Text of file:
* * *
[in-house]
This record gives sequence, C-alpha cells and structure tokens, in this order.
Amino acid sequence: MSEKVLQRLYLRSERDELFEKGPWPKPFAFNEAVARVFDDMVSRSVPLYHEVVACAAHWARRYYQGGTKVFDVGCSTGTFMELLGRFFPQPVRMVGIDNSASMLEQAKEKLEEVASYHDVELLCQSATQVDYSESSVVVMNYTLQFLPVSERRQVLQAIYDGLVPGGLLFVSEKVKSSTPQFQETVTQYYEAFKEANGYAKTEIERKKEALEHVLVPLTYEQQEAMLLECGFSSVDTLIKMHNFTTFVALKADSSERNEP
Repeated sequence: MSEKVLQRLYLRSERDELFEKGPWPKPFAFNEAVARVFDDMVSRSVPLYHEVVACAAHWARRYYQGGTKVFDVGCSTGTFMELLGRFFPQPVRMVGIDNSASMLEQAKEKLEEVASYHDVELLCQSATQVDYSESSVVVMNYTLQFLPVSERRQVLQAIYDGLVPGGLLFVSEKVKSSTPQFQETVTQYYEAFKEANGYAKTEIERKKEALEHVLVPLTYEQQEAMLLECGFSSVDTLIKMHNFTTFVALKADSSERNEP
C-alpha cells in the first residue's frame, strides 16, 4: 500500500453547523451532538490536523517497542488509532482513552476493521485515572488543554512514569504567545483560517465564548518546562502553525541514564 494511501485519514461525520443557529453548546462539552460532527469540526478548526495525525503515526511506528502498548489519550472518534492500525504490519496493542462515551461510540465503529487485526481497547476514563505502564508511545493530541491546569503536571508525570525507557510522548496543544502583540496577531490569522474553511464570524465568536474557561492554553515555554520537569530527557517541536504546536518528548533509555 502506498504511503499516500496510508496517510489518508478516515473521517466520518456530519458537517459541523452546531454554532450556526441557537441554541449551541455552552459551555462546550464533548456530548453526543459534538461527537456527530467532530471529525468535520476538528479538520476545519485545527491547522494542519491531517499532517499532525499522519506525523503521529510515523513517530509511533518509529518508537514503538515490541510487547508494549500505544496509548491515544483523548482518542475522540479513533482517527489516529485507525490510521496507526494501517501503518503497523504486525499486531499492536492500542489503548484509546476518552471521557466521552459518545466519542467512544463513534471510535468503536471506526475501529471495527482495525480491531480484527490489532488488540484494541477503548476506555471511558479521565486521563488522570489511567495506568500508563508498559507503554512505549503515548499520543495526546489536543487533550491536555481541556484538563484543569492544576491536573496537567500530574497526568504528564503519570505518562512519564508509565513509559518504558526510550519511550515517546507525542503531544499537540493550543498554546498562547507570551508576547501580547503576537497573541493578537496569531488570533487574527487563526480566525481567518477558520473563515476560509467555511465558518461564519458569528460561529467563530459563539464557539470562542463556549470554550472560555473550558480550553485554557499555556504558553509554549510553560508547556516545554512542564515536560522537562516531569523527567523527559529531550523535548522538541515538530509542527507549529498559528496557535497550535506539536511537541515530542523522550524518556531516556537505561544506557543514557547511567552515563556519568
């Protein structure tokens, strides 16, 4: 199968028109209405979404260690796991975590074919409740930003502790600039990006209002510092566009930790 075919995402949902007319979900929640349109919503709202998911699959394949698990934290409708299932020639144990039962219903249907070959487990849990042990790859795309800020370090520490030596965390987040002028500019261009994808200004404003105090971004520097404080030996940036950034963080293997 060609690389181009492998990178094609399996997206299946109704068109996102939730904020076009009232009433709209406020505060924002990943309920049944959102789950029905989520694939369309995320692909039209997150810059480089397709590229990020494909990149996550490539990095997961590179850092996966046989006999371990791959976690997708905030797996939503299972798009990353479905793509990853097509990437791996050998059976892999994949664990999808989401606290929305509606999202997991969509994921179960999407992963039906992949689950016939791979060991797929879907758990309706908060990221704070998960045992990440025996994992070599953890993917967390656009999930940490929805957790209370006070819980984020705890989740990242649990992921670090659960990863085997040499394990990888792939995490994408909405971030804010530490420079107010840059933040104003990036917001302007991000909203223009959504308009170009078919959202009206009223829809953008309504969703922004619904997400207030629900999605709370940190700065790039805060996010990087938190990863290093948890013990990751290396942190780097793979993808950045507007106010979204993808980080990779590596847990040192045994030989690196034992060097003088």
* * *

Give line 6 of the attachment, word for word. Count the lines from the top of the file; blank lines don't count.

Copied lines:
């Protein structure tokens, strides 16, 4: 199968028109209405979404260690796991975590074919409740930003502790600039990006209002510092566009930790 075919995402949902007319979900929640349109919503709202998911699959394949698990934290409708299932020639144990039962219903249907070959487990849990042990790859795309800020370090520490030596965390987040002028500019261009994808200004404003105090971004520097404080030996940036950034963080293997 060609690389181009492998990178094609399996997206299946109704068109996102939730904020076009009232009433709209406020505060924002990943309920049944959102789950029905989520694939369309995320692909039209997150810059480089397709590229990020494909990149996550490539990095997961590179850092996966046989006999371990791959976690997708905030797996939503299972798009990353479905793509990853097509990437791996050998059976892999994949664990999808989401606290929305509606999202997991969509994921179960999407992963039906992949689950016939791979060991797929879907758990309706908060990221704070998960045992990440025996994992070599953890993917967390656009999930940490929805957790209370006070819980984020705890989740990242649990992921670090659960990863085997040499394990990888792939995490994408909405971030804010530490420079107010840059933040104003990036917001302007991000909203223009959504308009170009078919959202009206009223829809953008309504969703922004619904997400207030629900999605709370940190700065790039805060996010990087938190990863290093948890013990990751290396942190780097793979993808950045507007106010979204993808980080990779590596847990040192045994030989690196034992060097003088």